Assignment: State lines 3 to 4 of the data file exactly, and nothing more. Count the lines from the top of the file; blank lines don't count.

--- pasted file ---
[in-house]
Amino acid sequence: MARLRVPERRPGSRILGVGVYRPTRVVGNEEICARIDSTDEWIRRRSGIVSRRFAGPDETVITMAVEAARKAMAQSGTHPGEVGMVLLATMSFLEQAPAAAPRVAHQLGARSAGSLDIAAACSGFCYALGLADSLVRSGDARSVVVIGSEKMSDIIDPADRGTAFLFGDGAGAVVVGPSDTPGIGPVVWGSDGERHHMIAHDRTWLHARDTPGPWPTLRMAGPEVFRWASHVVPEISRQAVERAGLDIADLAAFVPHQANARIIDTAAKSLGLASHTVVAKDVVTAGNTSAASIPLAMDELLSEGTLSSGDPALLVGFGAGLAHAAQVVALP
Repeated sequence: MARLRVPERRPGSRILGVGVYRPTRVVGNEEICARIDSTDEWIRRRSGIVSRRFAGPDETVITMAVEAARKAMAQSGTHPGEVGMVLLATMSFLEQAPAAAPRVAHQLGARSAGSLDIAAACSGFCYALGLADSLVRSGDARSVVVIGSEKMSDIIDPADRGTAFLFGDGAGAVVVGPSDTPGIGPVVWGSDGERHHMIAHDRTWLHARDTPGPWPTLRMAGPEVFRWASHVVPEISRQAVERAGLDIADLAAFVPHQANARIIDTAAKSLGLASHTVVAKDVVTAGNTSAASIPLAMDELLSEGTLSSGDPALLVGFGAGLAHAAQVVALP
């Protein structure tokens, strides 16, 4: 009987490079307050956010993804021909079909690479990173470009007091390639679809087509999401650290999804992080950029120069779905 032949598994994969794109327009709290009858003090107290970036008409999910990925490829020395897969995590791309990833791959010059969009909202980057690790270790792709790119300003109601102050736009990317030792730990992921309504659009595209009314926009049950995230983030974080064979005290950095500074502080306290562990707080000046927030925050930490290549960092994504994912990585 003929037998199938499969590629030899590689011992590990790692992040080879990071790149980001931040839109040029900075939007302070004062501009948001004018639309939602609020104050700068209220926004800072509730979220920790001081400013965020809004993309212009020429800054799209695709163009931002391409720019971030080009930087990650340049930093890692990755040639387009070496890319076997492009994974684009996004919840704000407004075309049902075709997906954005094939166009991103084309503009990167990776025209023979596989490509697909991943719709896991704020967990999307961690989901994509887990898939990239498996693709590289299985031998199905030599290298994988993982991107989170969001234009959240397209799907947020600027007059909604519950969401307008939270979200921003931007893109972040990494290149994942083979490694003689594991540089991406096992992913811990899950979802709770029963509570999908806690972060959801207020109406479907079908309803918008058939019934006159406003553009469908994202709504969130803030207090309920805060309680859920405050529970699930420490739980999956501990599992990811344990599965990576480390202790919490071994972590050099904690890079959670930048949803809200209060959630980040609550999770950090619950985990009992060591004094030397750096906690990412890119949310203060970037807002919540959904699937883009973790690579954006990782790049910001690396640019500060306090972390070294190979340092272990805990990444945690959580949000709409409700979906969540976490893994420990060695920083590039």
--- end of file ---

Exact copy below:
Repeated sequence: MARLRVPERRPGSRILGVGVYRPTRVVGNEEICARIDSTDEWIRRRSGIVSRRFAGPDETVITMAVEAARKAMAQSGTHPGEVGMVLLATMSFLEQAPAAAPRVAHQLGARSAGSLDIAAACSGFCYALGLADSLVRSGDARSVVVIGSEKMSDIIDPADRGTAFLFGDGAGAVVVGPSDTPGIGPVVWGSDGERHHMIAHDRTWLHARDTPGPWPTLRMAGPEVFRWASHVVPEISRQAVERAGLDIADLAAFVPHQANARIIDTAAKSLGLASHTVVAKDVVTAGNTSAASIPLAMDELLSEGTLSSGDPALLVGFGAGLAHAAQVVALP
């Protein structure tokens, strides 16, 4: 009987490079307050956010993804021909079909690479990173470009007091390639679809087509999401650290999804992080950029120069779905 032949598994994969794109327009709290009858003090107290970036008409999910990925490829020395897969995590791309990833791959010059969009909202980057690790270790792709790119300003109601102050736009990317030792730990992921309504659009595209009314926009049950995230983030974080064979005290950095500074502080306290562990707080000046927030925050930490290549960092994504994912990585 003929037998199938499969590629030899590689011992590990790692992040080879990071790149980001931040839109040029900075939007302070004062501009948001004018639309939602609020104050700068209220926004800072509730979220920790001081400013965020809004993309212009020429800054799209695709163009931002391409720019971030080009930087990650340049930093890692990755040639387009070496890319076997492009994974684009996004919840704000407004075309049902075709997906954005094939166009991103084309503009990167990776025209023979596989490509697909991943719709896991704020967990999307961690989901994509887990898939990239498996693709590289299985031998199905030599290298994988993982991107989170969001234009959240397209799907947020600027007059909604519950969401307008939270979200921003931007893109972040990494290149994942083979490694003689594991540089991406096992992913811990899950979802709770029963509570999908806690972060959801207020109406479907079908309803918008058939019934006159406003553009469908994202709504969130803030207090309920805060309680859920405050529970699930420490739980999956501990599992990811344990599965990576480390202790919490071994972590050099904690890079959670930048949803809200209060959630980040609550999770950090619950985990009992060591004094030397750096906690990412890119949310203060970037807002919540959904699937883009973790690579954006990782790049910001690396640019500060306090972390070294190979340092272990805990990444945690959580949000709409409700979906969540976490893994420990060695920083590039």